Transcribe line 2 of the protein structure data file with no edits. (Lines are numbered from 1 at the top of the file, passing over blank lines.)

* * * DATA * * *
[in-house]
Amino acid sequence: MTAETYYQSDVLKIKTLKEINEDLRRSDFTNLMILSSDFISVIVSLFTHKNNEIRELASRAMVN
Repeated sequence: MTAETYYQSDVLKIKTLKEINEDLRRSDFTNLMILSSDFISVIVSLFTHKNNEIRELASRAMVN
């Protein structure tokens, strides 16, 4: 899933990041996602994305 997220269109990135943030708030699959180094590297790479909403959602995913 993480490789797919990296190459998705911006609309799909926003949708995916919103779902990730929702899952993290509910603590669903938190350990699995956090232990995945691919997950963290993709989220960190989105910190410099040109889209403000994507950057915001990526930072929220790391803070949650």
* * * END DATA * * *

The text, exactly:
Amino acid sequence: MTAETYYQSDVLKIKTLKEINEDLRRSDFTNLMILSSDFISVIVSLFTHKNNEIRELASRAMVN